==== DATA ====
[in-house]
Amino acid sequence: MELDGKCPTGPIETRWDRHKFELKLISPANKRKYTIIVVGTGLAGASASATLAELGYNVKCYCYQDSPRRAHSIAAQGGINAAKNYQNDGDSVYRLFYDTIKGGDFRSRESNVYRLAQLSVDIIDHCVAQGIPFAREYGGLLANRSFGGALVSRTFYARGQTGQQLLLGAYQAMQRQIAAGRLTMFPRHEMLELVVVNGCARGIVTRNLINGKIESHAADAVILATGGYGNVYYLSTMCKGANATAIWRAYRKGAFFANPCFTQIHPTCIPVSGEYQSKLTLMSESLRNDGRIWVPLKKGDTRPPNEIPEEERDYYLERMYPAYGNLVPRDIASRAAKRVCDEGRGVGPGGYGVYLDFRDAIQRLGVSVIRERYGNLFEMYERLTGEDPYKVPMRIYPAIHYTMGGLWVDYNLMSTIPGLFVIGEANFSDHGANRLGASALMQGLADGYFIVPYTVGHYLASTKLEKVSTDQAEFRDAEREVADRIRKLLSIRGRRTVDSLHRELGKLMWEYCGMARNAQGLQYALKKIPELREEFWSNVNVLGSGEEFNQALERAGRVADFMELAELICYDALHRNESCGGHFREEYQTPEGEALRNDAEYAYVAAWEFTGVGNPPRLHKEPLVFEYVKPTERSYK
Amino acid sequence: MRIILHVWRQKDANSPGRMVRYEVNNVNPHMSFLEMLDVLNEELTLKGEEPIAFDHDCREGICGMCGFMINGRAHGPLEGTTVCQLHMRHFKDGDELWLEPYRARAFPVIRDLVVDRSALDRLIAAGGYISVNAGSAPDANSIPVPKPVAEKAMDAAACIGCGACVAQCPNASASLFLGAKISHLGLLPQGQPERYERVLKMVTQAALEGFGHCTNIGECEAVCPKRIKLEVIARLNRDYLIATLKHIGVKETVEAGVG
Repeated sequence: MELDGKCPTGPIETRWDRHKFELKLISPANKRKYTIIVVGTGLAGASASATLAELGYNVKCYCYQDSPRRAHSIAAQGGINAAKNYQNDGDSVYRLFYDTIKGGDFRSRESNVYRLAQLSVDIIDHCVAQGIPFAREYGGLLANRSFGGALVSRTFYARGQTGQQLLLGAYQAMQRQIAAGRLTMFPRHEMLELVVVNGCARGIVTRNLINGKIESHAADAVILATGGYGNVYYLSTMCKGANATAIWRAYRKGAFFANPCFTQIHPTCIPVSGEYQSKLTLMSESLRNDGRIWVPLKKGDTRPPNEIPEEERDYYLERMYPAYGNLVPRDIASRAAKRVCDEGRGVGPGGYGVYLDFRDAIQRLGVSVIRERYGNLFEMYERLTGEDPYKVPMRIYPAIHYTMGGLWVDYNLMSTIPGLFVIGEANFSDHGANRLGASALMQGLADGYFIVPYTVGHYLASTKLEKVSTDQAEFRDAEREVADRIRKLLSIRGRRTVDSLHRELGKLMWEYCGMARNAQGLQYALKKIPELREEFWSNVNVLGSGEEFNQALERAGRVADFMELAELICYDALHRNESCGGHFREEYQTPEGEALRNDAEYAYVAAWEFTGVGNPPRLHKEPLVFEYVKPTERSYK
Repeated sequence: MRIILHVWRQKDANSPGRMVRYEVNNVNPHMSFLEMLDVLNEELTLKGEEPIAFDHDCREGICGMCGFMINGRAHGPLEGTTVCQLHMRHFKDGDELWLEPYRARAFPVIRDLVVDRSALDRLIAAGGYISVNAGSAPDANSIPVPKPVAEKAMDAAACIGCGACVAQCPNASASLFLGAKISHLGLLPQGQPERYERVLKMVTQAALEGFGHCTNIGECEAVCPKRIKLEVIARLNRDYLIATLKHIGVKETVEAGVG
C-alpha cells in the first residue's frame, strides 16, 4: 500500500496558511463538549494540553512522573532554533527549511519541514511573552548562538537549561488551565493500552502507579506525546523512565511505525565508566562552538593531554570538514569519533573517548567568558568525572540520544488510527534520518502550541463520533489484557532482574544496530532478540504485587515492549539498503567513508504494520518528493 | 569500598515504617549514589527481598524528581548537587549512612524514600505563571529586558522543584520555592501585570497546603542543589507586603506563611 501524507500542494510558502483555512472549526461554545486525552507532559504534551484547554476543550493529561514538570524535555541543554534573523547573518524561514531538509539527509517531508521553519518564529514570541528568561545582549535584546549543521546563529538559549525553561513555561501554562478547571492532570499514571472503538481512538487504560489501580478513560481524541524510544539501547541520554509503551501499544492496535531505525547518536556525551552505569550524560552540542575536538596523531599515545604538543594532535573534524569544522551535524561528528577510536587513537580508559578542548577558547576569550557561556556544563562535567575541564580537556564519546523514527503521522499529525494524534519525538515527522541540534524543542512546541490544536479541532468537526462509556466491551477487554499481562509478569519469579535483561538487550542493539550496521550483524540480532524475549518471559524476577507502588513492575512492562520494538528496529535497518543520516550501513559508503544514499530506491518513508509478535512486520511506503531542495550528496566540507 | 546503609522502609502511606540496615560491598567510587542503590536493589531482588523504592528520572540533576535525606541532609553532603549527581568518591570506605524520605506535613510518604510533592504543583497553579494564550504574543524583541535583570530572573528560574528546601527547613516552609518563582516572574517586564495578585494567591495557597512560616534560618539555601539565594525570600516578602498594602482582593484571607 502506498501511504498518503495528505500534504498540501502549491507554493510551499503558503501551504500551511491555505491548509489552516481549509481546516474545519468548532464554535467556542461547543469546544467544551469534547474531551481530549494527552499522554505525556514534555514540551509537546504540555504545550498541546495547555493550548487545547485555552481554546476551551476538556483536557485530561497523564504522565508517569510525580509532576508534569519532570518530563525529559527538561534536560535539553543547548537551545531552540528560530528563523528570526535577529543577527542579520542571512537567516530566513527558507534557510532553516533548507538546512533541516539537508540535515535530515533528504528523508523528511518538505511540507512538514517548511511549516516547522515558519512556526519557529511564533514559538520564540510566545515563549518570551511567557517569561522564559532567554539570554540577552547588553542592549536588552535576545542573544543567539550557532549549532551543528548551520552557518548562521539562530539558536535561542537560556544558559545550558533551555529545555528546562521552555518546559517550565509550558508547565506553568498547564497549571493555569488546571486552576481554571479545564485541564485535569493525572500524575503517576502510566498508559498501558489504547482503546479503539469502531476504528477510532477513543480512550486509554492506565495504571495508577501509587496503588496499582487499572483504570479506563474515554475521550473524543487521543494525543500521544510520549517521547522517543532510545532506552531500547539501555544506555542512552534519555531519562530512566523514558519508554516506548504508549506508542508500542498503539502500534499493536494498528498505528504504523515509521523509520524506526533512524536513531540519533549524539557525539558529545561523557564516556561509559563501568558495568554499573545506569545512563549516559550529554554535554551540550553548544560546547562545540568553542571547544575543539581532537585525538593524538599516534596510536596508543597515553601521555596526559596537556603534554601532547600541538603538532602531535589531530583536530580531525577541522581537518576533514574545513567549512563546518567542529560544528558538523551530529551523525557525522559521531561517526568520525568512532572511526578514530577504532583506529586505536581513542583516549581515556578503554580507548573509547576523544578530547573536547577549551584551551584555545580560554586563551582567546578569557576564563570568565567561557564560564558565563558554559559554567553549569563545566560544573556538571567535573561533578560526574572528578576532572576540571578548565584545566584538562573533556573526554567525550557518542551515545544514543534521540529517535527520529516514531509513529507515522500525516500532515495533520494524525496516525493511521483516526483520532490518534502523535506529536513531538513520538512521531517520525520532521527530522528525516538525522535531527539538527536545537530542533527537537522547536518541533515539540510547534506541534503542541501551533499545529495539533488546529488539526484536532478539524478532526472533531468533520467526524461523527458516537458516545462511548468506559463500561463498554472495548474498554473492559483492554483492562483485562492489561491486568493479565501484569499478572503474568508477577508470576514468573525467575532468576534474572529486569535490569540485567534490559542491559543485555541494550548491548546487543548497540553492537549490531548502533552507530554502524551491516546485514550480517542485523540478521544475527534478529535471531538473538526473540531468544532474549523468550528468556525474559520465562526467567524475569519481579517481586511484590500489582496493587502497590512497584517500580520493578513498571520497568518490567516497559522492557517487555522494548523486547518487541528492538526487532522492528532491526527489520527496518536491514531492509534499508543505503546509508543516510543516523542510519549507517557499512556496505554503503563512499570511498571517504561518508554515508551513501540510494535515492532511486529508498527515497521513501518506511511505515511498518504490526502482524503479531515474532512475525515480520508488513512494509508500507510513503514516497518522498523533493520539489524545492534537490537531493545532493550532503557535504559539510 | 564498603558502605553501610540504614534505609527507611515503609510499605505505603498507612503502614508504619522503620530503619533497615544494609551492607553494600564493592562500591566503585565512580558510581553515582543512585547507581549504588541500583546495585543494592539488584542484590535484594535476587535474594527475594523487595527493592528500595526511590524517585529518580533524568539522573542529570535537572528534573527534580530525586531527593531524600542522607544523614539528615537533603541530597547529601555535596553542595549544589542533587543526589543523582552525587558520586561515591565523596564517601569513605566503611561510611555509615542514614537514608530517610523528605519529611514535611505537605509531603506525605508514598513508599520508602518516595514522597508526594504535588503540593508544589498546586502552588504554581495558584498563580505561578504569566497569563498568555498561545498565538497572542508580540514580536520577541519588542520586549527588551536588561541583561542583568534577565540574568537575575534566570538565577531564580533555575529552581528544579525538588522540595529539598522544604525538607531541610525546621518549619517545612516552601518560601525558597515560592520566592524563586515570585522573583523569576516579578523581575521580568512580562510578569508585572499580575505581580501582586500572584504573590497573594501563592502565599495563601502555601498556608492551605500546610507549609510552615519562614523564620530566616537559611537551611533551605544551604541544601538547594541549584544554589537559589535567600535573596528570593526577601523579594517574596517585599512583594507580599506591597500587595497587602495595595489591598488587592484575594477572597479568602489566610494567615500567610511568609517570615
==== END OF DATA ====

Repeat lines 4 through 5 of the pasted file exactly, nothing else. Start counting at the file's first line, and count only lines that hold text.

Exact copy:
Repeated sequence: MELDGKCPTGPIETRWDRHKFELKLISPANKRKYTIIVVGTGLAGASASATLAELGYNVKCYCYQDSPRRAHSIAAQGGINAAKNYQNDGDSVYRLFYDTIKGGDFRSRESNVYRLAQLSVDIIDHCVAQGIPFAREYGGLLANRSFGGALVSRTFYARGQTGQQLLLGAYQAMQRQIAAGRLTMFPRHEMLELVVVNGCARGIVTRNLINGKIESHAADAVILATGGYGNVYYLSTMCKGANATAIWRAYRKGAFFANPCFTQIHPTCIPVSGEYQSKLTLMSESLRNDGRIWVPLKKGDTRPPNEIPEEERDYYLERMYPAYGNLVPRDIASRAAKRVCDEGRGVGPGGYGVYLDFRDAIQRLGVSVIRERYGNLFEMYERLTGEDPYKVPMRIYPAIHYTMGGLWVDYNLMSTIPGLFVIGEANFSDHGANRLGASALMQGLADGYFIVPYTVGHYLASTKLEKVSTDQAEFRDAEREVADRIRKLLSIRGRRTVDSLHRELGKLMWEYCGMARNAQGLQYALKKIPELREEFWSNVNVLGSGEEFNQALERAGRVADFMELAELICYDALHRNESCGGHFREEYQTPEGEALRNDAEYAYVAAWEFTGVGNPPRLHKEPLVFEYVKPTERSYK
Repeated sequence: MRIILHVWRQKDANSPGRMVRYEVNNVNPHMSFLEMLDVLNEELTLKGEEPIAFDHDCREGICGMCGFMINGRAHGPLEGTTVCQLHMRHFKDGDELWLEPYRARAFPVIRDLVVDRSALDRLIAAGGYISVNAGSAPDANSIPVPKPVAEKAMDAAACIGCGACVAQCPNASASLFLGAKISHLGLLPQGQPERYERVLKMVTQAALEGFGHCTNIGECEAVCPKRIKLEVIARLNRDYLIATLKHIGVKETVEAGVG